01 SES 03 C, Collegiality and Context
Parallel Paper Session
The research in this paper is the result of a partnership of a large school board for secondary education schools and three universities. The aim of this paper is to illuminate the interplay between teachers’ professional development, the school as a work environment for teachers, and school policy. The research is based on three assumptions: (1) school HRD policy and related individual trajectories for teacher professional development can only be effective when the school offers a stimulating context for teachers to practice their newly acquired skills and insights in a meaningful way, (2) the quality of the work environment in schools for teachers is primarily determined by the content and organization of teaching and its effects on student learning, and (3) teachers as researchers can make significant contributions to the illumination of this interplay between professional development, work environment, and policy.
In this specific project eight teachers of seven secondary schools and a university researcher collaborate. The aim is to explore how opportunities for professional development that are related to specific improvements in teaching and student guidance in these schools can be promoted. The focus in this paper is (1) on data that regard the school as a work environment for teachers, and (2) on data regarding perceived opportunities for professional development by teachers related to school improvement. The question is how teachers in these seven school perceive their actual and their ideal work environments, how these actual and ideal work environments differ, and how these perceived work environments relate to their opportunities for professional development in their schools.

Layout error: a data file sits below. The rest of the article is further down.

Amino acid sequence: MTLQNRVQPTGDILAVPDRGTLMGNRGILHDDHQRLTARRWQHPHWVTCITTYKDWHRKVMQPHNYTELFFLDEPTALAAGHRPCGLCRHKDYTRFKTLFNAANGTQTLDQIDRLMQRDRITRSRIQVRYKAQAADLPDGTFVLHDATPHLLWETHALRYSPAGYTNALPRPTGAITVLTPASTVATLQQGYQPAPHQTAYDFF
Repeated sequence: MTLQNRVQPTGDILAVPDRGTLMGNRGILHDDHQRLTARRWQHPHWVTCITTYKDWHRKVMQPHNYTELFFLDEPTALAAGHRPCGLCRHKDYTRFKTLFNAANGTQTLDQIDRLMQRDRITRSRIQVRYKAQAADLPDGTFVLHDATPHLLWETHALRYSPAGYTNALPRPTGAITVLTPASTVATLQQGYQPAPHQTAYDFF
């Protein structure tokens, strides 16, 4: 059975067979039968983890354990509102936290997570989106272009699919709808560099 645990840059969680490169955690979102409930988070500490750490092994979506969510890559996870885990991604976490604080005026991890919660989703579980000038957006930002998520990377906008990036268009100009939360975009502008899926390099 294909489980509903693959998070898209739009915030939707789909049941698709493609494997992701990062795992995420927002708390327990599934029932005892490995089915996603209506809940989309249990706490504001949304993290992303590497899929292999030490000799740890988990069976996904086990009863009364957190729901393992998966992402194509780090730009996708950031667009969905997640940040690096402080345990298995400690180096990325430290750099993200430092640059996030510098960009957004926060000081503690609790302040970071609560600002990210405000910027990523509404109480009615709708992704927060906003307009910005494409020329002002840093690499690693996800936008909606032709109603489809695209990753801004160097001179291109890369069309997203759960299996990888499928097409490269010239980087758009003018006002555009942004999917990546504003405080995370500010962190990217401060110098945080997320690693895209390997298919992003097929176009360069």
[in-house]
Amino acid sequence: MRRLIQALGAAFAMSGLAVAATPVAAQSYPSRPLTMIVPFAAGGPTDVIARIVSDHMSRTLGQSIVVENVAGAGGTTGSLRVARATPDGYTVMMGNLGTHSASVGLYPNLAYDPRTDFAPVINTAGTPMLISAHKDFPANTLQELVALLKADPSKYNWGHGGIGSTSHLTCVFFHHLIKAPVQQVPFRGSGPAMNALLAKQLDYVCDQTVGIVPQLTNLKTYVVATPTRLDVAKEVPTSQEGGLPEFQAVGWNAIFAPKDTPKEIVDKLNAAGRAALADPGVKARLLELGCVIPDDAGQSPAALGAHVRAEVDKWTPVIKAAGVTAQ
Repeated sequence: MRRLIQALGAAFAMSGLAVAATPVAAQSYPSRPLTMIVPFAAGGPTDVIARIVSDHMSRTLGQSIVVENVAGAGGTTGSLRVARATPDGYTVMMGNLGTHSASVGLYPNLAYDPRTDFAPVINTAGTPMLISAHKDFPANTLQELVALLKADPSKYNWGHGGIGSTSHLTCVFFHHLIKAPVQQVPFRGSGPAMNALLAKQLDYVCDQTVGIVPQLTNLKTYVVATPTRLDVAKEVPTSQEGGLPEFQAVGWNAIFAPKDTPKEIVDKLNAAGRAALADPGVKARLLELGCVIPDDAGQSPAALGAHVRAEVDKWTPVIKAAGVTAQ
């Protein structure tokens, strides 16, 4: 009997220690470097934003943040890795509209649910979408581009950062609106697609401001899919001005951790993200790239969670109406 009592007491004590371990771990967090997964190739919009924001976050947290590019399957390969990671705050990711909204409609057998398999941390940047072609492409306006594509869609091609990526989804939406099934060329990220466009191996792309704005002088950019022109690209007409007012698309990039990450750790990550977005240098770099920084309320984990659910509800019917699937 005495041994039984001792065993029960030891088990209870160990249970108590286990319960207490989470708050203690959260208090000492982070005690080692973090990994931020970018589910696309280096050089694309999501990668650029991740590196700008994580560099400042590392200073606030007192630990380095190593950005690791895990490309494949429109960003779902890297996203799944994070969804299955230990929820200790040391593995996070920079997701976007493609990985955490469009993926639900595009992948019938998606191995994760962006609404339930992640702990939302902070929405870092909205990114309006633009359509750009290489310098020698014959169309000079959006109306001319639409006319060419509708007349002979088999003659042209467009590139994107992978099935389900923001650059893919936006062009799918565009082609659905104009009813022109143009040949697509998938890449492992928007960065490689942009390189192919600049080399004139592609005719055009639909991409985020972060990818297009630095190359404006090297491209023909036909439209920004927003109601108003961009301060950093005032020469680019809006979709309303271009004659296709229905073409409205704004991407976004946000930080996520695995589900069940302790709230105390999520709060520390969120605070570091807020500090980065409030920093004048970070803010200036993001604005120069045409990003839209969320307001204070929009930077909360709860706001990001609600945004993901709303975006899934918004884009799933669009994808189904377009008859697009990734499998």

Actual and ideal work environments are conceptualized by distinguishing three images of teacher work: teacher work as profession, as craft, and as labor/mass production (see: work by Densmore (1987) and by the Rand Corp - Darling-Hammond and others (1983 and 1985)- for the conceptual foundation of these images). These three images have strong roots in the history of teaching and schooling. The assumption is that actual and ideal perceptions of work environments are hybrids of these three images, and, as a result, that teacher work should be assumed to be multidimensional.
Professional development is defined as the continuing line of formal and informal learning experiences during the career of a teacher (Imants, 2001). In this paper opportunities for professional development are conceptualized in a school specific way, depending on the school improvement initiatives in the participating schools (e.g.: differentiation between students in early grades of secondary education, introduction of opportunities for teacher reserach in the schools, etc.).
Darling-Hammond, l., Wise, A., & Pease, S. (1983). Teacher evaluation in the organizational context: a review of the literature. Review of Educational Research, 53, 285-328. Densmore, K., (1987). Professionalism, proletarianiazation and teacher work. In T. Popkewiz (Ed.), Critical Studies in Teacher Education (pp. 130-160). London: Falmer Press. Imants, J. (2001). Professionalisering en innovatie. In: B. Creemers & T. Houtveen (Eds.). Onderwijsinnovatie (Innovation in education) (pp. 75-98). Alphen a/d Rijn: Kluwer. Wise, A., Darling-Hammond, L., McLaughlin, M., & Bernstein, H. (1985). Teacher evaluation: a study of effective practices. Elementary School Journal, 86, 60-121.
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